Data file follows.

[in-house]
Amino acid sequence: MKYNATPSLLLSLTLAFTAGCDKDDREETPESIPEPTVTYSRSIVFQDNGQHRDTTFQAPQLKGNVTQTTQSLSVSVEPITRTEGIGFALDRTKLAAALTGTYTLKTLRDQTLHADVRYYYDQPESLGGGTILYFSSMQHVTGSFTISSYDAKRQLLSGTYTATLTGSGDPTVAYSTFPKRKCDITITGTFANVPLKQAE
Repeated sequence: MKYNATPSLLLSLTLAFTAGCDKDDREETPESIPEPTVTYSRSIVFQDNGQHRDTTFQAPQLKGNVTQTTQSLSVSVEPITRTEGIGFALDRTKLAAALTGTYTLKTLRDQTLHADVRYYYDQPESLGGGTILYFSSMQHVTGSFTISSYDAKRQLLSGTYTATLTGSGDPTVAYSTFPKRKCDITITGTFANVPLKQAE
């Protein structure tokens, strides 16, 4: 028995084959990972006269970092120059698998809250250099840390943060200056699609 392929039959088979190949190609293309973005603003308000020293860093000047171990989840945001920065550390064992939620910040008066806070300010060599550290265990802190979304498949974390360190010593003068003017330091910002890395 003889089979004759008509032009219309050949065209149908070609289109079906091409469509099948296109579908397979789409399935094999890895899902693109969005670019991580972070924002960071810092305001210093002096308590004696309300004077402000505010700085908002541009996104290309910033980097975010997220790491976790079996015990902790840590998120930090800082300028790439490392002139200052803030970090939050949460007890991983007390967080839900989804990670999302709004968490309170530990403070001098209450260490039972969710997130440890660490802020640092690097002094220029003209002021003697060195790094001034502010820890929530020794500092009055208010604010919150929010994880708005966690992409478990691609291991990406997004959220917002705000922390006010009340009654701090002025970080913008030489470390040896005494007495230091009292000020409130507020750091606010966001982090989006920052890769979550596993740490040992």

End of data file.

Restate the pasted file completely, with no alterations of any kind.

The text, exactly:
[in-house]
Amino acid sequence: MKYNATPSLLLSLTLAFTAGCDKDDREETPESIPEPTVTYSRSIVFQDNGQHRDTTFQAPQLKGNVTQTTQSLSVSVEPITRTEGIGFALDRTKLAAALTGTYTLKTLRDQTLHADVRYYYDQPESLGGGTILYFSSMQHVTGSFTISSYDAKRQLLSGTYTATLTGSGDPTVAYSTFPKRKCDITITGTFANVPLKQAE
Repeated sequence: MKYNATPSLLLSLTLAFTAGCDKDDREETPESIPEPTVTYSRSIVFQDNGQHRDTTFQAPQLKGNVTQTTQSLSVSVEPITRTEGIGFALDRTKLAAALTGTYTLKTLRDQTLHADVRYYYDQPESLGGGTILYFSSMQHVTGSFTISSYDAKRQLLSGTYTATLTGSGDPTVAYSTFPKRKCDITITGTFANVPLKQAE
């Protein structure tokens, strides 16, 4: 028995084959990972006269970092120059698998809250250099840390943060200056699609 392929039959088979190949190609293309973005603003308000020293860093000047171990989840945001920065550390064992939620910040008066806070300010060599550290265990802190979304498949974390360190010593003068003017330091910002890395 003889089979004759008509032009219309050949065209149908070609289109079906091409469509099948296109579908397979789409399935094999890895899902693109969005670019991580972070924002960071810092305001210093002096308590004696309300004077402000505010700085908002541009996104290309910033980097975010997220790491976790079996015990902790840590998120930090800082300028790439490392002139200052803030970090939050949460007890991983007390967080839900989804990670999302709004968490309170530990403070001098209450260490039972969710997130440890660490802020640092690097002094220029003209002021003697060195790094001034502010820890929530020794500092009055208010604010919150929010994880708005966690992409478990691609291991990406997004959220917002705000922390006010009340009654701090002025970080913008030489470390040896005494007495230091009292000020409130507020750091606010966001982090989006920052890769979550596993740490040992």